Today we see numerous nonprofit organizations struggling to deliver worthy services to an even more worthy constituency. Drastic budget and programming reductions to offset falling revenue seems to be the order of the day. Is it recent “funding cuts” or something else?
Research conducted by Stanford Graduate School of Business (The Nonprofit Starvation Cycle, Stanford Social Innovation, 2009) points to a much more endemic and systemic culprit as the prime cause of nonprofit budget woes. According to the work done by Gregory and Howard, it is the pervasive lack of sufficient infrastructure in nonprofit organizations that has, in the current climate, many nonprofits teetering on the edge of oblivion.
Nonprofits routinely try to “make do” with the weakest of systems and the absolute fewest number of staff to “keep the doors open.” They do so largely out of a misplaced focus on being “efficient”—that is always the low price—and the expense of being “effective.” Such narrow margins lessen the quality of services and threaten the very existence of the organization with each foul wind.
Organizations create a no-win by telling their donors that 100% of their gifts always go to programming with none to administration. Such a claim is misleading, at best, and an outright fabrication, at worst. All activities have administrative costs. Every business owner, no matter how “efficient”, knows this. Nonprofits are no different. They need office space, computers, properly trained staff and the ability to generate revenue. The watchword here is “sufficient” not “minimal.”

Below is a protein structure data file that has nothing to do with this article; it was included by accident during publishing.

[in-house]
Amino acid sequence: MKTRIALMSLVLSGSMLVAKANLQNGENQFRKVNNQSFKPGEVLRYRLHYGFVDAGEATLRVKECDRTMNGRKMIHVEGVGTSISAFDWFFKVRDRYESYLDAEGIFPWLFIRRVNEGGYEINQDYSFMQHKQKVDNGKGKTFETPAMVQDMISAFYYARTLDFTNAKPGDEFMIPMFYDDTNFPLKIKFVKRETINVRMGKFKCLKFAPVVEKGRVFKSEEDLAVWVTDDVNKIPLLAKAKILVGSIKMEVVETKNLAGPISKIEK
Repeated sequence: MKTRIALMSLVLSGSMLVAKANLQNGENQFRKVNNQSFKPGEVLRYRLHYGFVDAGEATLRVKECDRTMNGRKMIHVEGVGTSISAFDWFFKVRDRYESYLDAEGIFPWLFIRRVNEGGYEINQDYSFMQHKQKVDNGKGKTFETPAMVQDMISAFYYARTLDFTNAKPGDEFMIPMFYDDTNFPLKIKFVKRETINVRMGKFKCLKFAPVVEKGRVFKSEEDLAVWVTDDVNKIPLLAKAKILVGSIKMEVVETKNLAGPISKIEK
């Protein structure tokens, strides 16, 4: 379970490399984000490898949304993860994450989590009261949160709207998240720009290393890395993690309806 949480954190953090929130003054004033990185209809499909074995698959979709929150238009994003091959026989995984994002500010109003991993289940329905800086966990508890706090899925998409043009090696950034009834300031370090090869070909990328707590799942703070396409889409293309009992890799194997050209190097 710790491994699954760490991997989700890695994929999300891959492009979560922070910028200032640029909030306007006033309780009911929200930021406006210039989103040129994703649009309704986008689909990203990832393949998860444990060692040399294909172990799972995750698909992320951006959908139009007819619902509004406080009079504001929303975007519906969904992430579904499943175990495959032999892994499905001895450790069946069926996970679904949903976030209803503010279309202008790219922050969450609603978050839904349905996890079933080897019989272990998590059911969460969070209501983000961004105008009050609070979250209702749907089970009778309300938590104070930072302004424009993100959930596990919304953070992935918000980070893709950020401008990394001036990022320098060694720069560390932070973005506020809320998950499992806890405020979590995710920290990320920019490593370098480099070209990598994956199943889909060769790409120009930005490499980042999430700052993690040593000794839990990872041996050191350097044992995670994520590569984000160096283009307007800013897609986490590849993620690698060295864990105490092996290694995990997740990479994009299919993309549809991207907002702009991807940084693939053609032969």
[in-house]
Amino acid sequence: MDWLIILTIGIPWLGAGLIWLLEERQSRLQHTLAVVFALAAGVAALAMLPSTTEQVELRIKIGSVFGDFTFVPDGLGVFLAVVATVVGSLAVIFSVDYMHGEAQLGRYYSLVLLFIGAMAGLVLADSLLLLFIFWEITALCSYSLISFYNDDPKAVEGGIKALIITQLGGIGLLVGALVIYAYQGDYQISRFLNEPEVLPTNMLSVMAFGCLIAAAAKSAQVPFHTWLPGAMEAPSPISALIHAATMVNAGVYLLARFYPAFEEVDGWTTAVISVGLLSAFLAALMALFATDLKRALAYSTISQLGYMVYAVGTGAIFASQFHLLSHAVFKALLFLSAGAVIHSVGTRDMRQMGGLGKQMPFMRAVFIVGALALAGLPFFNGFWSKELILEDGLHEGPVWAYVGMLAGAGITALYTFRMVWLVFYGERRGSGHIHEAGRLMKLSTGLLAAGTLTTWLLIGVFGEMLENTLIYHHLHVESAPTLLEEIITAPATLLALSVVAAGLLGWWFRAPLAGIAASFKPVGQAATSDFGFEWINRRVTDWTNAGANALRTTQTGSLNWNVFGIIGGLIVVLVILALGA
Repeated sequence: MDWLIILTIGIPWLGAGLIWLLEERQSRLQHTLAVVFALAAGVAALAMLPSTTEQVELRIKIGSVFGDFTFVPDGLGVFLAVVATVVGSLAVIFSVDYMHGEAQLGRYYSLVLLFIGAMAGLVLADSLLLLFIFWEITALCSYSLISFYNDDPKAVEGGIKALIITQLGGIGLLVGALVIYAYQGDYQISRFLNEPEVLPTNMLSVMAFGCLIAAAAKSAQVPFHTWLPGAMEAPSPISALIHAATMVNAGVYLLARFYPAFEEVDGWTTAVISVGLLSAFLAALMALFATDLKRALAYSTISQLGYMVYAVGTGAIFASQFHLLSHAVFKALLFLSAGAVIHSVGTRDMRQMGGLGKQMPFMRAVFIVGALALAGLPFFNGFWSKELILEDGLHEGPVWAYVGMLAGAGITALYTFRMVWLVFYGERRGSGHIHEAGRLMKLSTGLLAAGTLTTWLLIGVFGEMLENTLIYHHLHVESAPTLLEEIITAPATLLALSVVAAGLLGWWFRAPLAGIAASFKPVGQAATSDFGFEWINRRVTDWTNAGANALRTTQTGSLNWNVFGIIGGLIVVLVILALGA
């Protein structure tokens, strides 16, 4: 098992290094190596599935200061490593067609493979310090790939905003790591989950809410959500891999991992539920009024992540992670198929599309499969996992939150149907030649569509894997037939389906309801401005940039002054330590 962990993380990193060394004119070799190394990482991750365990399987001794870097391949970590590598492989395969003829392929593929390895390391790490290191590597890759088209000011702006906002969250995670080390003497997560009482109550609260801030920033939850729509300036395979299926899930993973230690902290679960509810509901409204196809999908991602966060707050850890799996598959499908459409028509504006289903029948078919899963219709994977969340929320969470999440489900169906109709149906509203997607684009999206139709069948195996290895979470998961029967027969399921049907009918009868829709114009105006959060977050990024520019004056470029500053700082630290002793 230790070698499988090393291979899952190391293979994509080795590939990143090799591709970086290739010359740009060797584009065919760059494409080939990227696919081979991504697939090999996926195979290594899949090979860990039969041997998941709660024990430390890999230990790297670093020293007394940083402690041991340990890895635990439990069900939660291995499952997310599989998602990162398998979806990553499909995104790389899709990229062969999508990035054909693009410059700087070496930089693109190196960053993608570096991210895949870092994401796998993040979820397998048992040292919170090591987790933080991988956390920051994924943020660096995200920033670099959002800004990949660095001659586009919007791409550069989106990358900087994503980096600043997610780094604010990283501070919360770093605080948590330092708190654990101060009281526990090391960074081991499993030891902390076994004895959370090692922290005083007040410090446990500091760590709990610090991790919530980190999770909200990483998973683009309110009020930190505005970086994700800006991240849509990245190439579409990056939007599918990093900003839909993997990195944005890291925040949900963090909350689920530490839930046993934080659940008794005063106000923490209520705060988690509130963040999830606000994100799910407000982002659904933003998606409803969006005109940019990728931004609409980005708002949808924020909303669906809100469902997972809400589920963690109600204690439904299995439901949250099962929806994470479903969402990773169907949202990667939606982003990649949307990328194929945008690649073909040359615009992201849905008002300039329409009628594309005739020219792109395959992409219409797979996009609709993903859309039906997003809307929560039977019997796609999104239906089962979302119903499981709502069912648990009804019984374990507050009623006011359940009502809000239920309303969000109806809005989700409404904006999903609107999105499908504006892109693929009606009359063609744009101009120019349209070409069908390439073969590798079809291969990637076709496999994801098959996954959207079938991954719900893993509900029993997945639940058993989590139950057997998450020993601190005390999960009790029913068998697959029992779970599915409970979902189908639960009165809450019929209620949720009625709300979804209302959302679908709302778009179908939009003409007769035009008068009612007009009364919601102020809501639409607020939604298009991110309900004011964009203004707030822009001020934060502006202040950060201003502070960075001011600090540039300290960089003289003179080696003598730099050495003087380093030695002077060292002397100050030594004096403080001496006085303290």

So how do we break this vicious cycle? Begin with an honest engagement of your donors and continue with an ongoing emphasis upon effectiveness and outstanding outcomes. Principle 2 of The Eight Principles of Sustainable Fundraising® is Begin at the Beginning™. Change lives. Leave efficiency to the assembly line.
This article first appeared here on 10 March 2010. It is repeated by request.